Sunday, June 24, 2012

It will be alright

Another one on parenting from reddit. munificent thinks you won't regret having kids. It seems people are wired that way. 
OK, extremely long honest answer time:
About two years ago, I started dating a very nice girl. At the time, I was in my late twenties, making decent money, and very much enjoying my lifestyle. I was in a band playing shows regularly. I went downtown and ate out all the time, and still had plenty of money left over. I had a ton of free time to relax, read, and code.
My family, oddly, isn't very family-oriented. I love my immediate family, but we rarely see each other. I don't like kids, and never planned to have any. So that's me.
A little over a month after we started dating, we had a little mistake and got pregnant. Before we started having sex, we'd discussed what would happen, so I knew we would be keeping it. Right at the same time, the economy went tits up. I would be bringing a child into the world just as my finances were going to hell.
I was utterly devastated and scared shitless. Having a family was never on my radar: I never had fantasies of teaching the little tyke to play baseball or any shit like that. I certainly didn't get excited about the prospect of cleaning up feces, vomit or other bodily fluids. And now I was going to be a Dad.
Equally scary, we'd just started dating. She seemed awesome, but we barely knew each other, and now our dating life had gone to hell: she couldn't drink, and threw up everything she ate. Fun.
The next nine months were a complete whirlwind of craziness. She moved in, which meant combining all of our stuff. All of the sudden, I was crammed in a 915' house with a pregnant girl, a dog, and three cats.
We took a couple of parenting classes the hospital suggested. (During the 'get to know each other' part of the class, the teacher asked us all what the best part of being pregnant was. It was hard to resist the urge to say, "Having a guaranteed designated driver.")
Meanwhile, I was crunching on a project at work. So, instead of getting the nursery ready and stuff, I'm working late every evening. The way the schedule is set up, the game should be shipped before the baby is born, so I'll have plenty of time to get things ready before the due date.
Five weeks before the due date, our daughter decided to show up early. Being born that early meant she spent the first few days in the NICU. That was good: that gave us a couple of days to turn my beloved office/manspace into a pastel nursery between trips to the hospital for feedings.
She turned out fine and came home five days later. Having a baby was crazy. I didn't fall in love with her instantly, or any romantic nonsense like that. A newborn is more like a machine than a person you can have an emotional relationship with: it cries, it eats, it poops, it sleeps.
Now we had no space, and no time, and we weren't getting any sleep. It was crazy stressful. Fortunately, my girlfriend's (now fiancée's) mother is in town and would babysit once a week so we could get a full night's sleep.
We stopped going out, and started trying to save money so we can move into a bigger place (which is hard when your mortgage is now underwater). My life became work/feed baby/sleep/feed baby/repeat.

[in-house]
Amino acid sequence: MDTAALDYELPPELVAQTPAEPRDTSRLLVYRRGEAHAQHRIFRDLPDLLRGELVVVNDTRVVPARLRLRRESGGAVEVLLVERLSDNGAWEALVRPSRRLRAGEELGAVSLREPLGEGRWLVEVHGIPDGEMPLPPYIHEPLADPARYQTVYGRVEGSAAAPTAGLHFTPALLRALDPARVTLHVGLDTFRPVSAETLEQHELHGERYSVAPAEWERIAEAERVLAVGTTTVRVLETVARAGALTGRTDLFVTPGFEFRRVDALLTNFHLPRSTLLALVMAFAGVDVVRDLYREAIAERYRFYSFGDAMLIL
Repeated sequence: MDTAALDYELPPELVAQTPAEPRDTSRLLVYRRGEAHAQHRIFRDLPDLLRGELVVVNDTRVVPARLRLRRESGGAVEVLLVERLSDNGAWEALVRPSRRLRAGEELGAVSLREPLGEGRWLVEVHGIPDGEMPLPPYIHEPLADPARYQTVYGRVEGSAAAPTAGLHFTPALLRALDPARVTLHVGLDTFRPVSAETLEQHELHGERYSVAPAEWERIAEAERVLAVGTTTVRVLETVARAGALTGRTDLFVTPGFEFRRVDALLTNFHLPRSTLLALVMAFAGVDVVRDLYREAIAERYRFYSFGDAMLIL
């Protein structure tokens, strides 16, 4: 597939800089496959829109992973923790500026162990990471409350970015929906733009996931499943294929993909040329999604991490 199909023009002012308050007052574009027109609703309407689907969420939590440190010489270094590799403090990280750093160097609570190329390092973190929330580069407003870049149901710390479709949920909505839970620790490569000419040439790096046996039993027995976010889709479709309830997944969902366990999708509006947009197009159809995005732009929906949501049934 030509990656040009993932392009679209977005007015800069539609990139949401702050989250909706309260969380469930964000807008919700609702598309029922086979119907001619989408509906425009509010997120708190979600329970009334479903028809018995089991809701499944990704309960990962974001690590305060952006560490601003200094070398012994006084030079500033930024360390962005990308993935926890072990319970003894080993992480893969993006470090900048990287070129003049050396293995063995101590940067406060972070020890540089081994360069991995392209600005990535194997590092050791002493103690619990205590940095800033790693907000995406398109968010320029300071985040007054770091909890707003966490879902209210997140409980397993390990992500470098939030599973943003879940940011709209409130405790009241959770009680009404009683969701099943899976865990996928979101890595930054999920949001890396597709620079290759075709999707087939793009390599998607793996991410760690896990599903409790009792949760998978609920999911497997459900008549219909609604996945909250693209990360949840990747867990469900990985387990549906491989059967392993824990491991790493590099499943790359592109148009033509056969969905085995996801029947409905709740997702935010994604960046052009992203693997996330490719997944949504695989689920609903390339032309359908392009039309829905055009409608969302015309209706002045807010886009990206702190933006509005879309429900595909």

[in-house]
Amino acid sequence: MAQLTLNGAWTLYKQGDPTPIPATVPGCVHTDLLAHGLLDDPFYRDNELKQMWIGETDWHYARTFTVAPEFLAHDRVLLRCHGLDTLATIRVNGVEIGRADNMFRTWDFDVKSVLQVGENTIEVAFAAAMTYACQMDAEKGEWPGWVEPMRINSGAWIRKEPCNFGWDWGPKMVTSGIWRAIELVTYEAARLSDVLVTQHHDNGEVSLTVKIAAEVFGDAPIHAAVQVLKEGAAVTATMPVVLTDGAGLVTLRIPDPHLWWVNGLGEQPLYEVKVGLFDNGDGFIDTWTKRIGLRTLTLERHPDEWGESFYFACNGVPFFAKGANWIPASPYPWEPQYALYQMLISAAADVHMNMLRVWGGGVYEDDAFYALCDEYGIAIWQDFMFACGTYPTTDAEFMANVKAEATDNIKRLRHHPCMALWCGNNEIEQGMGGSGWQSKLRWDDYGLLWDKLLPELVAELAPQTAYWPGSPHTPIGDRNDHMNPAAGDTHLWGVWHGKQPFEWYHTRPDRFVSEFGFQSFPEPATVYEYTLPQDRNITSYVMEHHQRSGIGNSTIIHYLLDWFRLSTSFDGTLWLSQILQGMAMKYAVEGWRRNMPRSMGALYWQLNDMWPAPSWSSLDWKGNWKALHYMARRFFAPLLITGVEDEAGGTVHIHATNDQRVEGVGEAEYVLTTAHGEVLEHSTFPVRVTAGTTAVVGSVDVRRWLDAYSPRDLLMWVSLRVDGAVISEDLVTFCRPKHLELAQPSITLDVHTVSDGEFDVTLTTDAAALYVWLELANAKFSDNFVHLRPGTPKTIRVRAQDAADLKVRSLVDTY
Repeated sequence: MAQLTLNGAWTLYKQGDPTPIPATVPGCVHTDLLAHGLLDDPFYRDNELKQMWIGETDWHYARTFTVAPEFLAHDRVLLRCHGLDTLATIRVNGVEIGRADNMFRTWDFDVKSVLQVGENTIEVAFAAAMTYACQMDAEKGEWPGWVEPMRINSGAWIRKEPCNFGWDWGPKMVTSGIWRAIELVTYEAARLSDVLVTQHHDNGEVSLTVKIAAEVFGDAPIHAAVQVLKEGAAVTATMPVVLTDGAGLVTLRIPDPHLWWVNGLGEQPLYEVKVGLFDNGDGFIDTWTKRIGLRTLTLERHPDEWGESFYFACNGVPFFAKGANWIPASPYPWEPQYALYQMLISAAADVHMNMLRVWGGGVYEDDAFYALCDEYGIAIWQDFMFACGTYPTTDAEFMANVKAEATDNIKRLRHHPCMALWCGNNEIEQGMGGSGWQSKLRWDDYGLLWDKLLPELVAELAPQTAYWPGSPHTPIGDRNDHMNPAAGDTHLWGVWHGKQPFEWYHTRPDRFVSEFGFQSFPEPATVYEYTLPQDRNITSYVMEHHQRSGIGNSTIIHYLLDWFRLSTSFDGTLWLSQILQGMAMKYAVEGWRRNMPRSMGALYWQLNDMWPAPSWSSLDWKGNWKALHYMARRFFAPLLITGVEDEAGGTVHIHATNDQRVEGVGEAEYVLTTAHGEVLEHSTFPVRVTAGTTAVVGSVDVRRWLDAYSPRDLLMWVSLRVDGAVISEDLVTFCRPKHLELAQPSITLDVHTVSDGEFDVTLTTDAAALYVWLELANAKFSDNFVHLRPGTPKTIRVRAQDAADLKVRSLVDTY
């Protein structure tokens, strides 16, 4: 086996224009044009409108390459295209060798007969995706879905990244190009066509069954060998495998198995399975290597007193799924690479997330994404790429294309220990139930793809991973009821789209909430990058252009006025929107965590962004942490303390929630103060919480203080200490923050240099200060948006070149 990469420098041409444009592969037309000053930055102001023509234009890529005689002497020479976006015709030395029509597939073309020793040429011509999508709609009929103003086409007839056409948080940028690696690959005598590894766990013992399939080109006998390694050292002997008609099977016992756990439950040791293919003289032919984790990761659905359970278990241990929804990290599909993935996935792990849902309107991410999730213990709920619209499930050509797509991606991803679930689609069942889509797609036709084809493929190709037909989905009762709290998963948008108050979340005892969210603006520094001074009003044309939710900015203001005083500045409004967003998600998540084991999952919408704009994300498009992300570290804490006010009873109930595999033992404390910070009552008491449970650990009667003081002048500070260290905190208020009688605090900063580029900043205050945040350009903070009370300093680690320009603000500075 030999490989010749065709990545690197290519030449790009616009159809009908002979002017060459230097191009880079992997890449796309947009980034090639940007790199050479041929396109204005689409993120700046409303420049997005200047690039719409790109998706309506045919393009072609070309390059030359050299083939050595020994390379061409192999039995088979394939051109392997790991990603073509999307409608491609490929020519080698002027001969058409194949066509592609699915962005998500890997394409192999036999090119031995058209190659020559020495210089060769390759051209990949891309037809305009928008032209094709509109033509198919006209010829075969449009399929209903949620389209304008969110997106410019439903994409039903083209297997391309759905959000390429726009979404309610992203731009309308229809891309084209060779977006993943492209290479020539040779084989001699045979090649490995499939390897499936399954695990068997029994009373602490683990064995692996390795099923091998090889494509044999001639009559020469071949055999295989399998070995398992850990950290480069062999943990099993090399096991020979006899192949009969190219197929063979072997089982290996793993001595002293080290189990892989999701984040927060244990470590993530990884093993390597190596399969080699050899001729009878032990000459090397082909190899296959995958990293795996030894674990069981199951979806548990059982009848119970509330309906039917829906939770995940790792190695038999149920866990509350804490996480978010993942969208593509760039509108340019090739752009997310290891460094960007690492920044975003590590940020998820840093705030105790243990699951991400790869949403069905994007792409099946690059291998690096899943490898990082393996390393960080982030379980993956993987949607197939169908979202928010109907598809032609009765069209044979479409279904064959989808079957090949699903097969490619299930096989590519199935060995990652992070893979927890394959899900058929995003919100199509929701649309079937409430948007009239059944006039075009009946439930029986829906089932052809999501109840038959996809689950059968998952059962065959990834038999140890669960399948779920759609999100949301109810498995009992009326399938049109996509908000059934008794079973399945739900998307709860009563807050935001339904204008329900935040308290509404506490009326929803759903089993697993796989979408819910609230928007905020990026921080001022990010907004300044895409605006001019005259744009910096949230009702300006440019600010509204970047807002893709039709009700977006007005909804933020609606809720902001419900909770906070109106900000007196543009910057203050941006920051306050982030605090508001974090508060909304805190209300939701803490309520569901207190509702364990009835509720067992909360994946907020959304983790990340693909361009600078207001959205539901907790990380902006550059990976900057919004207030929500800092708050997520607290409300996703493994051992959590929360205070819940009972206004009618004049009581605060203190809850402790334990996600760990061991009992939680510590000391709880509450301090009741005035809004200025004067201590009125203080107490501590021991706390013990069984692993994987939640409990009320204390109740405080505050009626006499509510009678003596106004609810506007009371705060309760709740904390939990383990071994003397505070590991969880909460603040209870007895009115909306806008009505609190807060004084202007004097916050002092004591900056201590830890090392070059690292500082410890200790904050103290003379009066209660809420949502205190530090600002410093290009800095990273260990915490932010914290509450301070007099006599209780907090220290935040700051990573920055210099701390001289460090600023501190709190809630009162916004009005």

And, yet, strangely, it started to grow on me. At first, honestly, I kind of felt like I was playing the expected role of the doting Dad. But after a while, I realized I really do like this little monkey.
As she got older, she became more and more personlike. Eventually, I realized, not only do I like her, she likes me. I'm the one and only father in this little person's life and she trusts me completely. That feeling is frightening (so much responsibility!) but kind of amazing. All of the sudden, I started to realize what it meant to actually be a man, and be an adult.
She just turned one now, and she's starting to transition from baby to toddler. She can crawl and pull up and get around on her own. Now that she has mobility, she has more distinct likes and dislikes. She's becoming a person that I can know as an individual with her own personality. And watching that personality develop is so fucking awesome. I see me in her, and my wife in her. She's the living physical manifestation of the bond between us.
It's still just as stressful, maybe even more so. And I miss things about my non-parent life every day. I would kill to just be able to have a casual evening, go out to a restaurant, hit a few bars, and then pass out for twelve hours. Words can't describe how much I miss a good night's sleep.
I love my daughter now, but I'm still not much of a kid person. I don't really care for other people's kids much, and I get exhausted if I'm watching her alone for a long time. I'm just not programmed for that kind of activity.
She's fantastically expensive. I never realized before that having a family basically knocks you down a level of socioeconomic status. Not having money all the time sucks, but at least I don't have time to spend it.
But even with all that, I don't regret it. I (like I think every parent) certainly entertain fantasies about getting away from it all, but I think that's just human nature. Raising a family is a huge responsibility, it's natural to daydream about having that burden lifted. I still love coming home every day to my squealiing little munchkin, even though her shrieks get on my nerves. What can I say? I love the little turd.
tl;dr: If anyone should regret it, it's me. I miss lots of stuff, but it's still worth it. Evolution does a good job of wiring us to love our own, even if you can't imagine it now.
edit: here's my little munificent 2.0.
edit 2: Thank you for all the kind words. It means more than you know.

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